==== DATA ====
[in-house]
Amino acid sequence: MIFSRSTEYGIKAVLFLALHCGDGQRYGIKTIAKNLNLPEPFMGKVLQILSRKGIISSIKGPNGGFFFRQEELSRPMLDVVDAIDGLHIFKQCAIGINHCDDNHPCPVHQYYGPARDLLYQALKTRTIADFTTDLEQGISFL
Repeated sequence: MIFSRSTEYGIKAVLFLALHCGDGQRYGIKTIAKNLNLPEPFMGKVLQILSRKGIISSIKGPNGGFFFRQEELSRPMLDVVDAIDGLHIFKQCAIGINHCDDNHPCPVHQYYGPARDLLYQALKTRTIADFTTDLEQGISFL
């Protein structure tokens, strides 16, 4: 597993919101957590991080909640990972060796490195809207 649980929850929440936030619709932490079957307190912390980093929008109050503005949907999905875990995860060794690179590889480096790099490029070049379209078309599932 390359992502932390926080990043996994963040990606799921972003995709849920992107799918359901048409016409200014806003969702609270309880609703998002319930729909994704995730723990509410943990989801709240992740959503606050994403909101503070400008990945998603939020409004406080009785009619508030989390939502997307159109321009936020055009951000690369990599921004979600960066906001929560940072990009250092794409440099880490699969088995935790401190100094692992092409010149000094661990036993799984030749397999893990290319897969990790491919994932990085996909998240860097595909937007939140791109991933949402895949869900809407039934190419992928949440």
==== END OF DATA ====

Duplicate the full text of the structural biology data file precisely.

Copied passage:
[in-house]
Amino acid sequence: MIFSRSTEYGIKAVLFLALHCGDGQRYGIKTIAKNLNLPEPFMGKVLQILSRKGIISSIKGPNGGFFFRQEELSRPMLDVVDAIDGLHIFKQCAIGINHCDDNHPCPVHQYYGPARDLLYQALKTRTIADFTTDLEQGISFL
Repeated sequence: MIFSRSTEYGIKAVLFLALHCGDGQRYGIKTIAKNLNLPEPFMGKVLQILSRKGIISSIKGPNGGFFFRQEELSRPMLDVVDAIDGLHIFKQCAIGINHCDDNHPCPVHQYYGPARDLLYQALKTRTIADFTTDLEQGISFL
């Protein structure tokens, strides 16, 4: 597993919101957590991080909640990972060796490195809207 649980929850929440936030619709932490079957307190912390980093929008109050503005949907999905875990995860060794690179590889480096790099490029070049379209078309599932 390359992502932390926080990043996994963040990606799921972003995709849920992107799918359901048409016409200014806003969702609270309880609703998002319930729909994704995730723990509410943990989801709240992740959503606050994403909101503070400008990945998603939020409004406080009785009619508030989390939502997307159109321009936020055009951000690369990599921004979600960066906001929560940072990009250092794409440099880490699969088995935790401190100094692992092409010149000094661990036993799984030749397999893990290319897969990790491919994932990085996909998240860097595909937007939140791109991933949402895949869900809407039934190419992928949440």